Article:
Table of Contents for Programming Languages: a survey

"what is a recursion scheme? Basically, they are formalized and dissected looping patterns in functional programming. In imperative programming, loops are basically unstructured—a for or while loop can do many different things:

    transform the contents data structure
    combine the contents of a data structure into another value
    build up a data structure step by step
    combine two (or more!) data structures in non-trivial ways
    iteratively compute some result
    something else, arbitrarily complex
    any combination of the above

One of the immediate wins from everyday functional programming is that it gives us the terms to talk about these patterns—both abstractly and, more importantly, in code. In particular, higher-order functions abstract over the most common patterns:

    transforms each element of a data structure
    combines all the elements of a data structure into something else
    builds up a data structure step by step
    combines two structures
    , well, iteratively computes some result

These are specific examples of what a loop can do—there are, of course, more besides. In many cases, these functions operate on lists specifically rather than arbitrary structures, but they can usually be generalized (sometimes in different ways) to other structures as well.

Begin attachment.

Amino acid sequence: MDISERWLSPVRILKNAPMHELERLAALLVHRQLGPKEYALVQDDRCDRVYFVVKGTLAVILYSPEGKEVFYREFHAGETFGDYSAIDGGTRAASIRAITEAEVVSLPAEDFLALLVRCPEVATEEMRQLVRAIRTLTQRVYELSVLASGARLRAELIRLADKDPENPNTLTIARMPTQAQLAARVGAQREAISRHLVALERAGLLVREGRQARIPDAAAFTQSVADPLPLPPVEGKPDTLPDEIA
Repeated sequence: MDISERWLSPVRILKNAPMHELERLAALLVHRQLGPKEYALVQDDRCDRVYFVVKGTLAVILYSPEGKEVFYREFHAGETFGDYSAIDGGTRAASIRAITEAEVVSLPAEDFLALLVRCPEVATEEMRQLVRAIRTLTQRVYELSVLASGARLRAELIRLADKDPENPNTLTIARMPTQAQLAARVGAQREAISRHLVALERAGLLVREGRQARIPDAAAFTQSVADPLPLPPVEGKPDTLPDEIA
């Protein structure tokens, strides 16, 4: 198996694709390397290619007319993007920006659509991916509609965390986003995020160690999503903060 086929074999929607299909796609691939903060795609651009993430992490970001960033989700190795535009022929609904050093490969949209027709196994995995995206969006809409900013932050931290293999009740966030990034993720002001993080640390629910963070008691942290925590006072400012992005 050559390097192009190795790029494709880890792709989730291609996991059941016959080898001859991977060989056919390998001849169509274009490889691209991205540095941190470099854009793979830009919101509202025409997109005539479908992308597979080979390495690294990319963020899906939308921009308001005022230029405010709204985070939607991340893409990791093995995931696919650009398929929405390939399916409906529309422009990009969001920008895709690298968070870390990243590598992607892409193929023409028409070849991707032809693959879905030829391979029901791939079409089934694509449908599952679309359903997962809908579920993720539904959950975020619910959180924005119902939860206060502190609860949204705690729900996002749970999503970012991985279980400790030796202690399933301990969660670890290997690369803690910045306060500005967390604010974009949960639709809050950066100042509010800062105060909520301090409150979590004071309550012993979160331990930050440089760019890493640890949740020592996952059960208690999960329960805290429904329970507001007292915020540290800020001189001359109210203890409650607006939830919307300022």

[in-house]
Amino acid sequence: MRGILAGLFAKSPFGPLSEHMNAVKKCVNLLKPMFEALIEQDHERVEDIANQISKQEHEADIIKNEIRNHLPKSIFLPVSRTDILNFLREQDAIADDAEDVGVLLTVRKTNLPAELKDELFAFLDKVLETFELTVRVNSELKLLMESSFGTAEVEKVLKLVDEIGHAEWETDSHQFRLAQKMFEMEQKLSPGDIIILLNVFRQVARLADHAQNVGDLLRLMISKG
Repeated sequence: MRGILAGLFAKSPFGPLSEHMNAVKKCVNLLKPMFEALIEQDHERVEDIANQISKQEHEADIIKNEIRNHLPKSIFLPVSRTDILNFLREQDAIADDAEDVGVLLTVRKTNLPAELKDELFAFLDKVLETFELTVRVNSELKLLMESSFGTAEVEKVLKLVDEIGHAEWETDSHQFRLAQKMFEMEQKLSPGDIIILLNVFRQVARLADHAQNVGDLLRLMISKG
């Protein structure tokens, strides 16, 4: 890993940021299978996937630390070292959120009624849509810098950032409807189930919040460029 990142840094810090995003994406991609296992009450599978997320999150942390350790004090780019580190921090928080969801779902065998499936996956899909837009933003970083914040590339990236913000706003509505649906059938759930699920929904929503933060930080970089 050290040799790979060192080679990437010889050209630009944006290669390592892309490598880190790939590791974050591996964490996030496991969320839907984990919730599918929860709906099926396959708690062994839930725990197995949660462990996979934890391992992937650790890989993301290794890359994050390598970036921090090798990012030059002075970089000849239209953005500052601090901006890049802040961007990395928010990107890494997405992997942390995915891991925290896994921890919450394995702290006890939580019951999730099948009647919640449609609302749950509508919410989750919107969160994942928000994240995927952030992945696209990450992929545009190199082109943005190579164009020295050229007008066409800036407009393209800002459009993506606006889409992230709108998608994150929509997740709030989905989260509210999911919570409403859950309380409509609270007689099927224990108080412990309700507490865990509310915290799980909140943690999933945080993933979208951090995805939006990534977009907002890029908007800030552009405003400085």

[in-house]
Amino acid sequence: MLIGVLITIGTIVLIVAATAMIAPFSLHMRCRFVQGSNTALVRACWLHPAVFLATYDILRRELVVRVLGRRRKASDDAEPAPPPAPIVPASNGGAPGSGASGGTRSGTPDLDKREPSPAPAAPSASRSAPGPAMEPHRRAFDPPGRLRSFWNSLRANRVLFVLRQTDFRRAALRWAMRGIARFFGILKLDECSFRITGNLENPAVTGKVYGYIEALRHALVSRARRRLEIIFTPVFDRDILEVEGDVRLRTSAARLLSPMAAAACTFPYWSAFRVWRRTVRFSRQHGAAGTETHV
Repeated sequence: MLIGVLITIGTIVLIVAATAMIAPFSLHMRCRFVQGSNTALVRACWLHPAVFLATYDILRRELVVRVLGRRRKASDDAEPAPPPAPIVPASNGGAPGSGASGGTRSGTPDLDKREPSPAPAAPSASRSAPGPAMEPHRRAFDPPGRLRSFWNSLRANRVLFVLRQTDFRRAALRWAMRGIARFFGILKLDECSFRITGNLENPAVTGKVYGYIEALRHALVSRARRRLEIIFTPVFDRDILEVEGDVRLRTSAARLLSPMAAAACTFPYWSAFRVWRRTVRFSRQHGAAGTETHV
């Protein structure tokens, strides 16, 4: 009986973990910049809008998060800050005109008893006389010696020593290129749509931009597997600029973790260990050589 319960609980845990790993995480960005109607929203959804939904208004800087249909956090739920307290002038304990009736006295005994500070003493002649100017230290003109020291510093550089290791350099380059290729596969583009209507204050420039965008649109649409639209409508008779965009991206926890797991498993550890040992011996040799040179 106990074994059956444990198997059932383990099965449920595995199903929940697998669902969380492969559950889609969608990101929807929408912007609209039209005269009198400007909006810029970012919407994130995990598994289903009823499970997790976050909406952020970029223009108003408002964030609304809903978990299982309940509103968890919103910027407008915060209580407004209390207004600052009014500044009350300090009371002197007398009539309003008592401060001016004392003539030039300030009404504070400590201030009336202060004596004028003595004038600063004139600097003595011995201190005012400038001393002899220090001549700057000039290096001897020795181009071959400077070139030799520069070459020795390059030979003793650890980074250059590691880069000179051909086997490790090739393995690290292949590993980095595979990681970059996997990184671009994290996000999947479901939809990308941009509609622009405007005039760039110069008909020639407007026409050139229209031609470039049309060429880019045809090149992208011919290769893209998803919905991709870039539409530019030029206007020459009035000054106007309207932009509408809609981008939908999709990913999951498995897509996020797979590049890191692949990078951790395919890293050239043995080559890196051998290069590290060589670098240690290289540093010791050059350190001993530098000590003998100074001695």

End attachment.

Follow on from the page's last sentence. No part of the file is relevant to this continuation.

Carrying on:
The advantage to having a bunch of different named patterns like this is twofold: it makes the intentions behind your code clearer and it makes it harder to make mistakes. When you see a


, you immediately know that it will transform the contents of a data structure without affecting its shape. You can't know this from a for or while loop! Similarly, using


prevents all sorts of mistakes; since you can only consider one element at a time, you can't accidentally reorder or skip any of them. Off-by-one errors become a thing of the past! " --

backwards GOTO


in some languages (for example, Lua version 5.1 and up, according to [1], section "Loop Instructions", page 42), a different loop variable is created for each iteration of the loop.

"Consider the following, where loop index i is used as an upvalue in the instantiation of 10 functions:

local a = {}
for i = 1, 10 do
  a[i] = function() return i end

Lua 5.0.2 will print out 10, while Lua 5.1 will print out 5. In Lua 5.0.2, the scope of the loop index encloses the for loop, resulting in the creation of a single upvalue. In Lua 5.1, the loop index is truly local to the loop, resulting in the creation of 10 separate upvalues." -- [2]

In some languages, for loops can have an optional clause that executes when the loop completes normally (without a 'break'). In Python this is called 'else' Python; 'nobreak' has been suggested as a more intuitive name [3] [4]. The founder of Python has stated that if he could do it over, he would not have included this feature [5].

with step